The Ramayana: A Shortened Modern Prose Version of the Indian Epic by R.K. Narayan
Published: 2006 by Penguin Books
Genre(s): Classic, Mythology (India)
After I’ve finished reading this book, I’m certain that mythology, fairy tales, folklore, legends and such all share common notions no matter which culture they are part of. In The Ramayana: A Shortened Modern Prose Version of the Indian Epic (which I will shorten to ‘The Ramayana‘ from here onward), is a tale both familiar and unknown to me. Although the Indians are ‘one of the three main races’ in my country, I’ve never really ventured into their culture, beliefs, traditions and such—a huge error on my part. Even so, as mentioned earlier, there are common notions that can be found in this tale and due to this, I felt like I already knew the tale.
This ‘modern’ retelling of The Ramayana is a very easy read. There is a glossary for terms I know not of, and a list of characters which is very helpful since there are many in this tale. However, despite finding this an easy read, I found the narrative disjointed at some parts. The short stories within this tale threw me slightly off course since I was expecting this tale to focus on Rama and his journey only. The breaking of the fourth wall—which is common in tales like this—isn’t as smooth as I’d like it to be as well. I don’t know how else to put this except that it didn’t seem like part of the story to me. In a way, it was like breaking the fourth wall’s fourth wall.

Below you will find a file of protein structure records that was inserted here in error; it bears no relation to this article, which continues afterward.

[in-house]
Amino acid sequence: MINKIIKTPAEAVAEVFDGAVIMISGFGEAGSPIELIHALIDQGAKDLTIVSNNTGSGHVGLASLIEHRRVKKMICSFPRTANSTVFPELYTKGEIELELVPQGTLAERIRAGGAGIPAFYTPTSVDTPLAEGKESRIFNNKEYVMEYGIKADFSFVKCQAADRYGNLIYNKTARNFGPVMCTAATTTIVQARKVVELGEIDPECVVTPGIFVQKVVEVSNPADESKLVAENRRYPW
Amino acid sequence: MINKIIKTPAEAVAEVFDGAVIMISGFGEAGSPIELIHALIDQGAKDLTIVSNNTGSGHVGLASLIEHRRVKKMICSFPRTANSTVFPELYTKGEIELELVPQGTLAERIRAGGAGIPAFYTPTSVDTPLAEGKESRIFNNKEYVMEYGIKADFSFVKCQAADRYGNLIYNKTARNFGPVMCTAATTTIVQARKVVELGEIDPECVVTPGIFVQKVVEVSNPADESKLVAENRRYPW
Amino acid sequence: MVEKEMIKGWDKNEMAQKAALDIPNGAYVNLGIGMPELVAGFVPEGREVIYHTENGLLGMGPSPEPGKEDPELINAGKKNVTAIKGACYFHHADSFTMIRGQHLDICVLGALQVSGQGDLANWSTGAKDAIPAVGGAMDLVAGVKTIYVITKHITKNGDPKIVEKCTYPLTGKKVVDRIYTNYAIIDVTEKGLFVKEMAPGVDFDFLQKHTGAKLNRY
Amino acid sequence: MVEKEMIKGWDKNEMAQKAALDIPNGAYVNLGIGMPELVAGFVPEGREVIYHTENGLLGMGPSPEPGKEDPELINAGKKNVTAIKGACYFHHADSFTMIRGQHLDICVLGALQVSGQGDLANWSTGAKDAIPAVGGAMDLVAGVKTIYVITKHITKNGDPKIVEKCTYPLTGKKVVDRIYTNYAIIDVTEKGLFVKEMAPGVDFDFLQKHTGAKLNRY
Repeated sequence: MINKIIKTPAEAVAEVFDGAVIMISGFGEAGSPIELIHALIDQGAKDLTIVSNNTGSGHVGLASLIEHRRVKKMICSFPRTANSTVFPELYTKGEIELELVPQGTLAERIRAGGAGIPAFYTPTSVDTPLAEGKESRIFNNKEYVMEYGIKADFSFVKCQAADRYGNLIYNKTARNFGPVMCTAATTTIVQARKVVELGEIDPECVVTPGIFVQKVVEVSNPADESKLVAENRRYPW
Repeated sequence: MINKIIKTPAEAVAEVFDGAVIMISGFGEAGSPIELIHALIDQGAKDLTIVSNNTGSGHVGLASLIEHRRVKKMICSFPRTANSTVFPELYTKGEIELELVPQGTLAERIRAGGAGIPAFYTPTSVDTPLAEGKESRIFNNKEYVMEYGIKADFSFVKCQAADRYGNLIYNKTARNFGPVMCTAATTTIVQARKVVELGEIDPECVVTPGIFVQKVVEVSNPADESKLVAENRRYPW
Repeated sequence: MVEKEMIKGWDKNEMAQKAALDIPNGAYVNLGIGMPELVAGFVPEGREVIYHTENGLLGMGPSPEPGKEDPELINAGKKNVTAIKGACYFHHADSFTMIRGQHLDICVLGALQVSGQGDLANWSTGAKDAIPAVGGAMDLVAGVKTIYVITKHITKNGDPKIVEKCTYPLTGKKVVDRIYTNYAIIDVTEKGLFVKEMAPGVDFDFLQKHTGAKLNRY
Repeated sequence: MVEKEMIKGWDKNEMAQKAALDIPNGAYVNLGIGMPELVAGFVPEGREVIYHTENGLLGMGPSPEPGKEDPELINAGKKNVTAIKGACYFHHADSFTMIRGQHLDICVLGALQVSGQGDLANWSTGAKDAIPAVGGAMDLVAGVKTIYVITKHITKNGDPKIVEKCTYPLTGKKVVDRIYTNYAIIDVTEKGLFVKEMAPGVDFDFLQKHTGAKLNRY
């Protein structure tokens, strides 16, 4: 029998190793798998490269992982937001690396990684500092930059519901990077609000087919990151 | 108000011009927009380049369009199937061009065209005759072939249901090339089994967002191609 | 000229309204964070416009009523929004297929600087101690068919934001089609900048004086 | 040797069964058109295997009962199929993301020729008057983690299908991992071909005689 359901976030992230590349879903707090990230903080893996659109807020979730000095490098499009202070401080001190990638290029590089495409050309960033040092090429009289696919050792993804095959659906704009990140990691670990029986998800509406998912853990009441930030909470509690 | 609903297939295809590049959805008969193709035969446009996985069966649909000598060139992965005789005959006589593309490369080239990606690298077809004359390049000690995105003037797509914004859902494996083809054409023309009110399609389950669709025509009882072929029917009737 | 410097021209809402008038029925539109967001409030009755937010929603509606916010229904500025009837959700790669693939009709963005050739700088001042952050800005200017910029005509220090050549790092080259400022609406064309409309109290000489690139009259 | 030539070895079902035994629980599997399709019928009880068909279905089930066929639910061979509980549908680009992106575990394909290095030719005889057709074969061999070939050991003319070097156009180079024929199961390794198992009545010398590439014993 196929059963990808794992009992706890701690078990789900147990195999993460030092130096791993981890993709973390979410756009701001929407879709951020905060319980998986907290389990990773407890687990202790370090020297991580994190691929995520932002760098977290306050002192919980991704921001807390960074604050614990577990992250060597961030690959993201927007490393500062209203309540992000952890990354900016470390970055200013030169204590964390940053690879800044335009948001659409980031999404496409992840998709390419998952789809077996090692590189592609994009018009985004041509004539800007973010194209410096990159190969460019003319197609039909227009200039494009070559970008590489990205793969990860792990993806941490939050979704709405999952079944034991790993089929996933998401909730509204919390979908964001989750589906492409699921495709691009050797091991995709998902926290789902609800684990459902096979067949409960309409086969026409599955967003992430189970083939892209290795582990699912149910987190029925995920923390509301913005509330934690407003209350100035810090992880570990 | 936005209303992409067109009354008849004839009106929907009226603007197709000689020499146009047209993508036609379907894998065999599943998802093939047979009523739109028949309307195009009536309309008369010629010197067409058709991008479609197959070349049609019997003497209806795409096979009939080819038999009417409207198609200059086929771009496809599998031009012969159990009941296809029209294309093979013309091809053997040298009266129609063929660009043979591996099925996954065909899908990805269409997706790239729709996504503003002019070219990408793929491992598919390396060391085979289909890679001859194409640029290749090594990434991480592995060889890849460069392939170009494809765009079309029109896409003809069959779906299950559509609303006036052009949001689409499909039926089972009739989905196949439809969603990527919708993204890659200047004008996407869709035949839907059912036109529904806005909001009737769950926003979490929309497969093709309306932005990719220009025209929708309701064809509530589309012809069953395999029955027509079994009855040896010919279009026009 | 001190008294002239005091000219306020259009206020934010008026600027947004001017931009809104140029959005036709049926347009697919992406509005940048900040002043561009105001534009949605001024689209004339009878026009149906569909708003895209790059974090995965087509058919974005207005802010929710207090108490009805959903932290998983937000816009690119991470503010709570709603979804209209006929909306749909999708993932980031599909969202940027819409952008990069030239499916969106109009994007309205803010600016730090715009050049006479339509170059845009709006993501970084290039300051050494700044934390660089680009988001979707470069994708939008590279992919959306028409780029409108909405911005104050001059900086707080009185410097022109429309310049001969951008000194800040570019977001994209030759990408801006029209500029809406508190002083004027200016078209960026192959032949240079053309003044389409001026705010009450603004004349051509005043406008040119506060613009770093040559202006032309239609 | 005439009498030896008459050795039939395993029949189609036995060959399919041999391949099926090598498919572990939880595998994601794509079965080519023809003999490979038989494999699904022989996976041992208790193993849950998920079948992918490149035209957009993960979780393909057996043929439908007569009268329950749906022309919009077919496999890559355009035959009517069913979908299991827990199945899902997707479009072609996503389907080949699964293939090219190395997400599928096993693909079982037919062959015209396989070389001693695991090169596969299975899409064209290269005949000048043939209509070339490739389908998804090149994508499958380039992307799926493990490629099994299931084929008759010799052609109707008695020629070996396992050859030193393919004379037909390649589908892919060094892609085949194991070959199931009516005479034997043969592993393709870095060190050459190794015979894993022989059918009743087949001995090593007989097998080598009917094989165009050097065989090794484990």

Other than that, I unfortunately found R.K. Narayan’s translation of this epic is too simple. I do like that it made reading this text easier, but I also think that the words used are mostly common and somehow, that just took away the beauty and complexity of this story. I’ve read a few versions of translations for Grimm’s Fairy Tales and although simple words are also used, there are still some complex/big words which then, gave them a lovely balance between simplicity and complexity. In this version of The Ramayana, I felt that it is overall, more simple than complex. Due to this, I also got bored reading this epic after a while and even though my interest did revive, getting bored at any point is still a negative.
The Ramayana is a patriarchal text. Like the fairy tales we all know and love, the women’s journey is also the question of the man’s desire here. While Rama develops throughout this epic, Sita remains flat and acts as a source for plot points. Had Rama not desired Sita in the beginning, she would’ve never had a ‘journey’ in this text. Nevertheless, The Ramayana is still an enjoyable read. I probably wouldn’t reread this translation but it’s worth the first read.